Monday, December 04, 2017

Woodstock Ontario to Sudbury Ontario

It was a slow morning. We left the hotel room at 8:40 AM. After a quick stop at what is one of the better run McDonald's franchises on Norwich Avenue (fast, accurate pleasant, all the equipment works), we were eastbound on Highway 401 in a moderate to heavy fog bank. The temperature was 35 F so ice was not an issue and there was no snow on the ground.

We got off at Highway 8 in Kitchener and took Sportsworld Drive and Maple Grove Road across to Highway 24. This took us to Guelph, where we bypassed much of the city by taking Highway 7 and County 29. In Eramosa, we reconnected with 24.

Fog on Highway 24

A short jog north on Airport Road at the end of 24 brought us to Highway 9 in Mono Mills. Mono has two gas stations which typically boast the lowest gas prices along our route. Today, 87 octane was going for $1.149 compared to $1.209 in Woodstock and $1.259 in Sudbury.

The Highway 24 & 9 route takes longer than following the super slab to Toronto, but I enjoy it more when we have the time to spare.

As we drove along, I contemplated my GPS. Who would have thought, twenty years ago, that we would have a device that showed all the roads, our position on them, and points of interest along the way. Jester had one when we went to SEVROC in 1999, but it was just a green screen with digits on it.

When we left Highway 9 for 400 North (the new ramp is an opposite turn from the old one), the fog lifted. We made a stop at the Barrie ONroute service area just after 11:30. I got a Tim's Chipotle Breakfast Steak Wrap (without the chipotle) to go. And more coffee.

There was still no snow on the ground but the Mount St. Louis ski area must have had the snow making machines going overtime. Their hills were patches of white in a sea of brown.

Snow on Mount St. Louis

Traffic was light on Highway 400 north

Tom Thomson type of Georgian Bay tree

We have Highway 69 all to ourselves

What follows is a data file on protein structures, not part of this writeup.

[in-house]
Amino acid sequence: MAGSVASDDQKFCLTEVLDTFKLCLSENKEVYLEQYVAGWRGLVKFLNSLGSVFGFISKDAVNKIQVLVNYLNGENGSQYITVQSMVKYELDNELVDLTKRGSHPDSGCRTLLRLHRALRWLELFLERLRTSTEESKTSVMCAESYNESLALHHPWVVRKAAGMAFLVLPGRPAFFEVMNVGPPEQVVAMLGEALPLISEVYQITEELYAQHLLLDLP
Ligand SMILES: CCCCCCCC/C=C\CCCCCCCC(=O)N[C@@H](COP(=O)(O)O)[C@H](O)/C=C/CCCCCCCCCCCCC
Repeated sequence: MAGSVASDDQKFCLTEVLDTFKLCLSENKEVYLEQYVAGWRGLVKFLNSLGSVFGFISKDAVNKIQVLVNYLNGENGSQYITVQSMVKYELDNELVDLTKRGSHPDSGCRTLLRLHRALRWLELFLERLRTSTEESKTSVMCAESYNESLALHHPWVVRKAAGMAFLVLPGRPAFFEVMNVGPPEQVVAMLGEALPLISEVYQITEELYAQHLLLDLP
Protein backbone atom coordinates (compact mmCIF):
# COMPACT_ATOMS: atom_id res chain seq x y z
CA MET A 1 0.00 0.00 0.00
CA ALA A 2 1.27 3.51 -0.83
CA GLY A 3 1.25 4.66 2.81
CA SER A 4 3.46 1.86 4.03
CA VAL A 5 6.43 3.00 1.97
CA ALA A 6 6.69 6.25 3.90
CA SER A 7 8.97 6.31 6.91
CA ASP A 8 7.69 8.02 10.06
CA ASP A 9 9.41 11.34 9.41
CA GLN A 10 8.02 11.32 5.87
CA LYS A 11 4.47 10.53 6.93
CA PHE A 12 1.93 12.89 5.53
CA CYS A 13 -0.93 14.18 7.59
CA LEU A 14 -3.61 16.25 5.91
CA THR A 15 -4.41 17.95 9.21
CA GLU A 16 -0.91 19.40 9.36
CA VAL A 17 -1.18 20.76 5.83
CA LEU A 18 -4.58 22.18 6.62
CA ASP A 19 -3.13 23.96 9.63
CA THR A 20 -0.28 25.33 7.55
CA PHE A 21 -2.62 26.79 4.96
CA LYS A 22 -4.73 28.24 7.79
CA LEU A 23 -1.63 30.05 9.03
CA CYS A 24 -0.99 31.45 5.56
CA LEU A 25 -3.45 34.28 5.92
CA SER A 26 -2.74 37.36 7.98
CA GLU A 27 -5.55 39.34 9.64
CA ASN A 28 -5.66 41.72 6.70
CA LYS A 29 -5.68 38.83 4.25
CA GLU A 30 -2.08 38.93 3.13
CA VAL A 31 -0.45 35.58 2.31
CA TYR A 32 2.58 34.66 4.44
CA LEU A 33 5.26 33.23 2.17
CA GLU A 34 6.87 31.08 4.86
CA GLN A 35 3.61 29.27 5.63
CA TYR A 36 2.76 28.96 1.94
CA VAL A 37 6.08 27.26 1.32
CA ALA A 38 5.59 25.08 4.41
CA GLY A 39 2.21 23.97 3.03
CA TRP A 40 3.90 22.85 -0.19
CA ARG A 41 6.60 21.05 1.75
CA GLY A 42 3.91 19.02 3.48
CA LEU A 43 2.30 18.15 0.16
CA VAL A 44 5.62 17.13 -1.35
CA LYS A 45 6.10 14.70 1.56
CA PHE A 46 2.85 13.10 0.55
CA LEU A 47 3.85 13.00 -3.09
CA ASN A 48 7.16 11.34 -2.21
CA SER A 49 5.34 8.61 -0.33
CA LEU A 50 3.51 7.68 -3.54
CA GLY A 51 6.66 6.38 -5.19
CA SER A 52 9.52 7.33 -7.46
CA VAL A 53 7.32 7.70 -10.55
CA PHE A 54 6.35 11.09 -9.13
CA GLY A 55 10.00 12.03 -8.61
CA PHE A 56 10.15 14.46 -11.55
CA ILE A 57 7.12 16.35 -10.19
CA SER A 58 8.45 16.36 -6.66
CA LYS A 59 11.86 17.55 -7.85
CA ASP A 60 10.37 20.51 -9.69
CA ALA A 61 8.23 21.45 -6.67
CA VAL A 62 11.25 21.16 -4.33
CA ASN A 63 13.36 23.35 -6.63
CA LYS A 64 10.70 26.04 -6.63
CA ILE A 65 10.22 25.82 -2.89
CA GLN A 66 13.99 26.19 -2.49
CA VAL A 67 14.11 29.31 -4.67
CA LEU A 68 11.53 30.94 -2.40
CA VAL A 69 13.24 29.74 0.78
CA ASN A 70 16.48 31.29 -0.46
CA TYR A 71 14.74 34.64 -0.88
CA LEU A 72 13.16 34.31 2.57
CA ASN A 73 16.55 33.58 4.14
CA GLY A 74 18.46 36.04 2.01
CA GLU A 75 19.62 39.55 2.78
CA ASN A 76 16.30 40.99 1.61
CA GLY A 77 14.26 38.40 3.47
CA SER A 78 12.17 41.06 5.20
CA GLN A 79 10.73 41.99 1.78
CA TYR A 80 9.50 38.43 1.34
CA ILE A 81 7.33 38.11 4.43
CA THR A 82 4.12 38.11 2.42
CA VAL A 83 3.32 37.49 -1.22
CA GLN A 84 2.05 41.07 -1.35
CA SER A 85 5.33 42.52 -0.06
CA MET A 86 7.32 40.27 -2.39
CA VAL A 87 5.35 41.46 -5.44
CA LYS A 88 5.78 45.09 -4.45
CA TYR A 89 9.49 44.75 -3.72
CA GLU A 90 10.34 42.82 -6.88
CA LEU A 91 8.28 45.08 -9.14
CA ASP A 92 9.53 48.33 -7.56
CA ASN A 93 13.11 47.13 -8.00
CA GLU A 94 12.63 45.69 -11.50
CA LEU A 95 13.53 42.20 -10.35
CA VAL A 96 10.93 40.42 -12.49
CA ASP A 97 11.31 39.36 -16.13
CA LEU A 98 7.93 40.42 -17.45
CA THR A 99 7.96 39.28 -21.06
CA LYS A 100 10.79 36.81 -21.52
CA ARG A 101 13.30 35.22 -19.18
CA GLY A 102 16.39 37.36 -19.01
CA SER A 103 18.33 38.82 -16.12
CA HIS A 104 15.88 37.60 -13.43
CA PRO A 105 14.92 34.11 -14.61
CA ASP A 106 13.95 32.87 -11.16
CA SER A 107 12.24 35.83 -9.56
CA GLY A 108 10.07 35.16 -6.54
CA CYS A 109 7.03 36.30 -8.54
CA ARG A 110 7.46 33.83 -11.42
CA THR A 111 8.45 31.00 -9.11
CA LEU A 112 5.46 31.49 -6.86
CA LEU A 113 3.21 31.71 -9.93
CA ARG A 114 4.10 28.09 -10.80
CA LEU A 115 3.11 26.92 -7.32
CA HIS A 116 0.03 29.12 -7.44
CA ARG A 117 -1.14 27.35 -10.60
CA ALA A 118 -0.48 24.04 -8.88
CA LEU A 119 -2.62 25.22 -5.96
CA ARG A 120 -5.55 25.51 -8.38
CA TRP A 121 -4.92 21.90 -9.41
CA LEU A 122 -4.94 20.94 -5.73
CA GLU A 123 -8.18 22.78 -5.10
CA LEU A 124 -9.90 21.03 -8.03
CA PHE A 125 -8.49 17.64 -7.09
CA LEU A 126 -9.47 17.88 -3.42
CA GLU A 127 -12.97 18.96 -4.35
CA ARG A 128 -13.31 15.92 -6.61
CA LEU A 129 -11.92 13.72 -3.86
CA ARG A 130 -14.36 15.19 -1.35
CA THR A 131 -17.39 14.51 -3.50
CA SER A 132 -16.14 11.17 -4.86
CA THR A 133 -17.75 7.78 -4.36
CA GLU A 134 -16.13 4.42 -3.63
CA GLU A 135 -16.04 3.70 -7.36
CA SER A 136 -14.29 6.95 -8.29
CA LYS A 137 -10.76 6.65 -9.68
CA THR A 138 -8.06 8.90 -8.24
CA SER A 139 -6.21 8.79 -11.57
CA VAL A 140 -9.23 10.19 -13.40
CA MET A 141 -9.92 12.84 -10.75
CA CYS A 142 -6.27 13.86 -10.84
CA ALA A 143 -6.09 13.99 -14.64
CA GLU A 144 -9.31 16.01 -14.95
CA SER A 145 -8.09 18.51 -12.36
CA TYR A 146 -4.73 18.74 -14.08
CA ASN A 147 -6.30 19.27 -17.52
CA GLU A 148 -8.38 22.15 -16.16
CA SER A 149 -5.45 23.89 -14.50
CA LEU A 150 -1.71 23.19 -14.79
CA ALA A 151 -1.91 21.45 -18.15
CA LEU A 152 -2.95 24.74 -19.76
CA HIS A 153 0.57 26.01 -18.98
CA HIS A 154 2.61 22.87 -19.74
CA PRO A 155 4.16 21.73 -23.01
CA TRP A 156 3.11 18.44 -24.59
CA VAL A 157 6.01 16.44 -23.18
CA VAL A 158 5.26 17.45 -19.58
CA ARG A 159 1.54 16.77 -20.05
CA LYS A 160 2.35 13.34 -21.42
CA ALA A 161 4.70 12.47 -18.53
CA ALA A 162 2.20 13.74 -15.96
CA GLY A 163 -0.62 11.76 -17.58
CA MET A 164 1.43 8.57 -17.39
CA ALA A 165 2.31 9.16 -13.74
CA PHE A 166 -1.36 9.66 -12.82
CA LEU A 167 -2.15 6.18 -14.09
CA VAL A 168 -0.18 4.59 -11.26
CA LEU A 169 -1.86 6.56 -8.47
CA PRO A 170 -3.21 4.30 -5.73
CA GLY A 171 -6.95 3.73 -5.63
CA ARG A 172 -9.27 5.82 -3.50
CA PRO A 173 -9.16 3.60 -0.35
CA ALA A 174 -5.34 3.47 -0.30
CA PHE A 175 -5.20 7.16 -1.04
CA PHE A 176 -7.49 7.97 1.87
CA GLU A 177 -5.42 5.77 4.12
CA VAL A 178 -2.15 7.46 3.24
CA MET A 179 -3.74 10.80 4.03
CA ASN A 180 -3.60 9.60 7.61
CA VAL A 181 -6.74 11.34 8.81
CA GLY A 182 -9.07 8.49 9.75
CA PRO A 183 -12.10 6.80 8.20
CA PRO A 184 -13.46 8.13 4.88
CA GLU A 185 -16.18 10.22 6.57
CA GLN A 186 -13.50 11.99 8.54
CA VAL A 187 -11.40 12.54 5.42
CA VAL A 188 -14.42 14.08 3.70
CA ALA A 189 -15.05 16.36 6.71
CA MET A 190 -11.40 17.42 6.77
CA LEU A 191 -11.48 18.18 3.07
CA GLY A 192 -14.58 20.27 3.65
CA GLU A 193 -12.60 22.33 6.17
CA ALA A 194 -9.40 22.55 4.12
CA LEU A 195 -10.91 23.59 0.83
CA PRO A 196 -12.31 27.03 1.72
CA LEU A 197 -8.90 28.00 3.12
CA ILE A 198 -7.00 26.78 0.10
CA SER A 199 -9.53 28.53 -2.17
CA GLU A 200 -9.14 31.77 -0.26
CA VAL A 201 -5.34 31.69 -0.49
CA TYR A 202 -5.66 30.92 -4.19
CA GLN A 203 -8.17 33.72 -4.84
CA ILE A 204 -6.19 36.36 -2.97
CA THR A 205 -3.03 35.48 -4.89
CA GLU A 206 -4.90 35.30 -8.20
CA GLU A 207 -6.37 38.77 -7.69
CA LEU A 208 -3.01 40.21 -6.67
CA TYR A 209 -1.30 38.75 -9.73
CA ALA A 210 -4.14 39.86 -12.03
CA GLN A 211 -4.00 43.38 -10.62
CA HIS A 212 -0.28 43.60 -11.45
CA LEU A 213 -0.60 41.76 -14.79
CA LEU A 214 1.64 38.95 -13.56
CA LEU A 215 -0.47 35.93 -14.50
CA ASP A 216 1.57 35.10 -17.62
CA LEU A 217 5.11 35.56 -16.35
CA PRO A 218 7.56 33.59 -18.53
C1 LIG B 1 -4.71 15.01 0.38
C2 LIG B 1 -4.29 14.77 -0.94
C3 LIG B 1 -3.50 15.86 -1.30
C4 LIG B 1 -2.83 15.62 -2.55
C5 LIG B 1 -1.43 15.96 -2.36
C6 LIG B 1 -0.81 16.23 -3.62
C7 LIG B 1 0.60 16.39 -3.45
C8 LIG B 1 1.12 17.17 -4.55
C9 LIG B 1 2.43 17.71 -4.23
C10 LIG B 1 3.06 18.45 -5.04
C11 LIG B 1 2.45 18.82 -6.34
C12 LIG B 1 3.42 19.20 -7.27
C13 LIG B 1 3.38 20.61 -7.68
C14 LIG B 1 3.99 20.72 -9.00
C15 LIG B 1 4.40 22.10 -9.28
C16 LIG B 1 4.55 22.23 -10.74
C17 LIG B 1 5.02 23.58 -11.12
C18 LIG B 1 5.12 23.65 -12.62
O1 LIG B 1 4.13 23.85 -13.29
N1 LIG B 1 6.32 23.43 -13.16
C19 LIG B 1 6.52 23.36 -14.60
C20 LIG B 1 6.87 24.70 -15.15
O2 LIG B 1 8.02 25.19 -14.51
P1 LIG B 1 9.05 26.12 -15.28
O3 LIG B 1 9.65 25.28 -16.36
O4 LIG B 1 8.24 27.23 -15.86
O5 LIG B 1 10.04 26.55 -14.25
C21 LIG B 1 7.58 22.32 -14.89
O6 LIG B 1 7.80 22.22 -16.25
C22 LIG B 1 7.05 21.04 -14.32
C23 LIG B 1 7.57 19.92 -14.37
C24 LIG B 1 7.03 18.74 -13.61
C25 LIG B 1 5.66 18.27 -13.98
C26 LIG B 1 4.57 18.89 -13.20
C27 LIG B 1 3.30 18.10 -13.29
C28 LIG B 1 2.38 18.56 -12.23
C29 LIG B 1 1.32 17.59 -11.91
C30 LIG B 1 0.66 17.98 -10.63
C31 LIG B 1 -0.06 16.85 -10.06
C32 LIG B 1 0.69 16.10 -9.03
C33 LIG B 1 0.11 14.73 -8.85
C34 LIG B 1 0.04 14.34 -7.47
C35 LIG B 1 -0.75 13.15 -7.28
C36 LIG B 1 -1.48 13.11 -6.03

The four-laning of the 100 miles of highway between Parry Sound and Sudbury, under construction since 2004 and originally scheduled to be finished by 2017, was far from done. One of the features on the new highway was wildlife fencing, largely installed into solid rock at what I presumed was a significant cost.

Wildlife fencing in solid rock

Note that the bottom two feet or so of the fencing consisted of a much finer mesh. Then, when the big fence stopped, a much smaller fence carries on. I used to think this was a turtle fence, since I couldn't see it blocking much else and they are very concerned about Blanding's turtles in Northern Ontario. Then I was watching a documentary on Killbear Provincial Park near Parry Sound and saw the same type of fence. It was to keep rattlesnakes off the road. They go to great lengths to protect the Massasauga rattlesnake in Ontario. The fact that it is illegal to kill them should amuse some of our southern friends.

In fact, driving this highway many hundreds of times over the years, I have never seen a dead rattlesnake. I have hardly ever seen a dead turtle. I wonder how much they spent on this dwarf fence of limited purpose while we are still looking for a PET scanner at the hospital in Sudbury?

The world's shortest wildlife fence

Once we got north of the snake zone, the big wildlife fence resumed without the finer mesh. This fencing even has pass through gates for people on foot such as hunters.

Gate in the big fence

White Pine Chutes, Wanapitei River

As we approached Sudbury, the speed limit dropped from 100 KPH to 90. I was still doing 115 when I went by the unmarked OPP Tahoe, but he didn't seem to care, so we made it home unscathed at about 3:25 PM.

Now we will probably be staying close to home until spring.

Today's Route (314 Equinox miles):

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